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aynilian
Explorer
Explorer
793 Views
Registered: ‎07-05-2017

How to read an external file from Petalinux directory structure into C code?

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Hi,

 

I am trying to read and external file from my Petalinux directory structure into my C code.

1. I copied the external file which happens to be a .png image file into Petalinux root directory:

 

..$ scp img.png root@10.0.0.3:

 

I checked the Petalinux root directory and the "img.png" is in the root as shown below:

 

peta_root.png

 

2. I run my compiled ".elf" code from the Petalinux root directory, which should open a file and read the size and print contents. But I get "0" value for the size:

Here is the code snippet:

 ......

Screenshot from 2018-10-24 11-13-50.png

 

.....

Running the above mentioned code, I get this below:

 

Screenshot from 2018-10-24 11-12-16.png

 

3. I tried to change the location of the img.png file and open it like this: file = fopen("/bin/img.png","r");

still reads zero for size.

 

What could be wrong, Why can't the C code launched from the root directory not seeing the referenced file ?

 

 

 

 

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1 Solution

Accepted Solutions
rfs613
Scholar
Scholar
757 Views
Registered: ‎05-28-2013

One possible reason is that fopen() might be failing. You should really check its return code, if it is NULL, the open failed...

 

However a more likely reason is that you are calling ftell() immediately after fopen(). The file position of a newly opened file will always be zero (unless you open it in "append" mode).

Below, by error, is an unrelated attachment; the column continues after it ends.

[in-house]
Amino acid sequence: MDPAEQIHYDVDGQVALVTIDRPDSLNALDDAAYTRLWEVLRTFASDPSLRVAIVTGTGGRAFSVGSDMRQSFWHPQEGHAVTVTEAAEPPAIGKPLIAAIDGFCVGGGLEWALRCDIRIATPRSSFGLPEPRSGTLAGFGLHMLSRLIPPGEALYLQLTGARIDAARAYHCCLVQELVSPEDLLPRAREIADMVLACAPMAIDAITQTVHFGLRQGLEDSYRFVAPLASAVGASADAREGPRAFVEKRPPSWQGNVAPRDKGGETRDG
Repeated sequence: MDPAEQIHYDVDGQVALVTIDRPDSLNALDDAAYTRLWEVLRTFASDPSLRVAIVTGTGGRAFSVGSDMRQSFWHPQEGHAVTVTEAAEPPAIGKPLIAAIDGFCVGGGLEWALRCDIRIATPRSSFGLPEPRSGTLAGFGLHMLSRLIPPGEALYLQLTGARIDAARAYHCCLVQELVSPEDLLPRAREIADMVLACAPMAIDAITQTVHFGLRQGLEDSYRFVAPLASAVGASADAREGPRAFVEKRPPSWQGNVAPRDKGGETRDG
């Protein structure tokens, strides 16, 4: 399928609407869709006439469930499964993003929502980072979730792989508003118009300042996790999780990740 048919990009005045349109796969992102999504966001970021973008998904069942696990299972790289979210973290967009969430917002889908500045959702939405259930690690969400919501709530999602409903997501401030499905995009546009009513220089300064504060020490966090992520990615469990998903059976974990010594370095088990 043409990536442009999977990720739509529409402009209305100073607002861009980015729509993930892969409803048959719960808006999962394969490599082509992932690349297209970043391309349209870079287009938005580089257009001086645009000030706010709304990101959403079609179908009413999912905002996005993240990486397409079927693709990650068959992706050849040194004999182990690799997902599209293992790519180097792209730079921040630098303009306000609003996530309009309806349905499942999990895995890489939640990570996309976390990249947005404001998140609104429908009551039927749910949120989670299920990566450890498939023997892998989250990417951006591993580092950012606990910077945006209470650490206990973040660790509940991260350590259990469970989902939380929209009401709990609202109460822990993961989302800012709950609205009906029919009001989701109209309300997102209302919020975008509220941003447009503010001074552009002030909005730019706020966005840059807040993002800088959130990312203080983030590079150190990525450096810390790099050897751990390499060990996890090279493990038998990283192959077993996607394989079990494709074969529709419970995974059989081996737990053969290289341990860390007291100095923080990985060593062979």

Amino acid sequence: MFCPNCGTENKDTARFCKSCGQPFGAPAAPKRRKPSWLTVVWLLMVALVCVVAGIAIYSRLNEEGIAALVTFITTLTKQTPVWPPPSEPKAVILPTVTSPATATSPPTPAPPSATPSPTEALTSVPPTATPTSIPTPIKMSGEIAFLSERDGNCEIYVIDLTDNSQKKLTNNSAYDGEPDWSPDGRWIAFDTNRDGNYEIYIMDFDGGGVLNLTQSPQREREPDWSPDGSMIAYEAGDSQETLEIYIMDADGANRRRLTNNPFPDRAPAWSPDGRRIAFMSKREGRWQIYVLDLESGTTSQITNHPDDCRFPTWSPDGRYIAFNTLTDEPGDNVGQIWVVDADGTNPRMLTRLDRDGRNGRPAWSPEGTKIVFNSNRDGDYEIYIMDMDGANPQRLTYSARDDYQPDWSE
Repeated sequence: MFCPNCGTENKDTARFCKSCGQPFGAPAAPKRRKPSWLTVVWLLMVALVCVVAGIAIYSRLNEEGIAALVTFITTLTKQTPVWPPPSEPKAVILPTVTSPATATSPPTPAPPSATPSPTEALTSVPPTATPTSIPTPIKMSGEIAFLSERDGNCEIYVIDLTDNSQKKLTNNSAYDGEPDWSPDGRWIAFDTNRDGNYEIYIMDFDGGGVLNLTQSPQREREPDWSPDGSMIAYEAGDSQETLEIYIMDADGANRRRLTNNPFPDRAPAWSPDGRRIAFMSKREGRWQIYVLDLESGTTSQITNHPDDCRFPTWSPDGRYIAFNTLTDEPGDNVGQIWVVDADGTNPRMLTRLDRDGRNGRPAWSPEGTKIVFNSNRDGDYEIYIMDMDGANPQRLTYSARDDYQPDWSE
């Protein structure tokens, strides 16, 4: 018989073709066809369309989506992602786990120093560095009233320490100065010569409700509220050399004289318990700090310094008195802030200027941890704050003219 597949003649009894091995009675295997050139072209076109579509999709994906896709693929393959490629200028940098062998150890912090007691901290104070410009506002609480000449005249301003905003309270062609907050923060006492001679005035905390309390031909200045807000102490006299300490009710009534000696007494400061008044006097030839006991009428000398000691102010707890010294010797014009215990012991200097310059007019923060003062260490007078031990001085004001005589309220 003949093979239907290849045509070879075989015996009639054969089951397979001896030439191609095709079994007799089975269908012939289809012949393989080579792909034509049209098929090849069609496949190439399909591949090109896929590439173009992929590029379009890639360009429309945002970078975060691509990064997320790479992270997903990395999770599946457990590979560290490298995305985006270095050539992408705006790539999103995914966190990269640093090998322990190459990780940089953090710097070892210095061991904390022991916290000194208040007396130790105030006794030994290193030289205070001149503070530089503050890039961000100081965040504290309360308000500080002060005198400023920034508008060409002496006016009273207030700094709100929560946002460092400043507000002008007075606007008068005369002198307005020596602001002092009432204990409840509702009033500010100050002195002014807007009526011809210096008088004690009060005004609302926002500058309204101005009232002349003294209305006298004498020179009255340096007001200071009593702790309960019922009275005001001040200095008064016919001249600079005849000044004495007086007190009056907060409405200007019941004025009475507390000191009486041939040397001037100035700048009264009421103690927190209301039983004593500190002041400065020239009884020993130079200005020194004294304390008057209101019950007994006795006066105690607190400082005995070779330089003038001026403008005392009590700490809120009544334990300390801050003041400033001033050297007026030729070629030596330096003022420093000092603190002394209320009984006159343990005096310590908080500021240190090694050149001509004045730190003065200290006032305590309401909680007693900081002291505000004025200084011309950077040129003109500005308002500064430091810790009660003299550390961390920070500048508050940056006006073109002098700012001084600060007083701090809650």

One way to get the size is to seek to the end. It looks like you have a line to do that, but it is commented out. If you put that line back in, and move it before the call to ftell(), you should see the correct size reported.

 

Note that once you do that, you will not be able to get any of the data with fgetc(). This is because the first seek took you to the end-of-file, so fgetc() will return an error each time. To fix this, you would need to do another fseek(), to go back to the beginning of the file, before reading the bytes.

 

As an alternative approach, instead of seeking to the end, and then seeking back to the beginning, you could just read the bytes until you reach the end. Here is how you would typically see it written:

 

FILE *file;
char ch;

file = fopen("img.png", "r");
if (file == NULL)
{
    perror("open failed");
    return;
}

while ((ch = fgetc(file)) != EOF)
{
    printf("%x", ch);
}

fclose(file);

By the way, the above is not specific to Petalinux. Any Unix/Linux/BSD will behave the same way.

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2 Replies
rfs613
Scholar
Scholar
758 Views
Registered: ‎05-28-2013

One possible reason is that fopen() might be failing. You should really check its return code, if it is NULL, the open failed...

 

However a more likely reason is that you are calling ftell() immediately after fopen(). The file position of a newly opened file will always be zero (unless you open it in "append" mode).

 

One way to get the size is to seek to the end. It looks like you have a line to do that, but it is commented out. If you put that line back in, and move it before the call to ftell(), you should see the correct size reported.

 

Note that once you do that, you will not be able to get any of the data with fgetc(). This is because the first seek took you to the end-of-file, so fgetc() will return an error each time. To fix this, you would need to do another fseek(), to go back to the beginning of the file, before reading the bytes.

 

As an alternative approach, instead of seeking to the end, and then seeking back to the beginning, you could just read the bytes until you reach the end. Here is how you would typically see it written:

 

FILE *file;
char ch;

file = fopen("img.png", "r");
if (file == NULL)
{
    perror("open failed");
    return;
}

while ((ch = fgetc(file)) != EOF)
{
    printf("%x", ch);
}

fclose(file);

By the way, the above is not specific to Petalinux. Any Unix/Linux/BSD will behave the same way.

View solution in original post

aynilian
Explorer
Explorer
748 Views
Registered: ‎07-05-2017

Hi rfs613

 

Works!

 

I tried your suggestion(s) moving the fseek() before the ftell() and I did see the size of the file.

 

Then I did fseek(file,0,SEEK_SET);

Now I can see the ch = fgetc(file) printfs.

 

Thanks for sharing.

 

 

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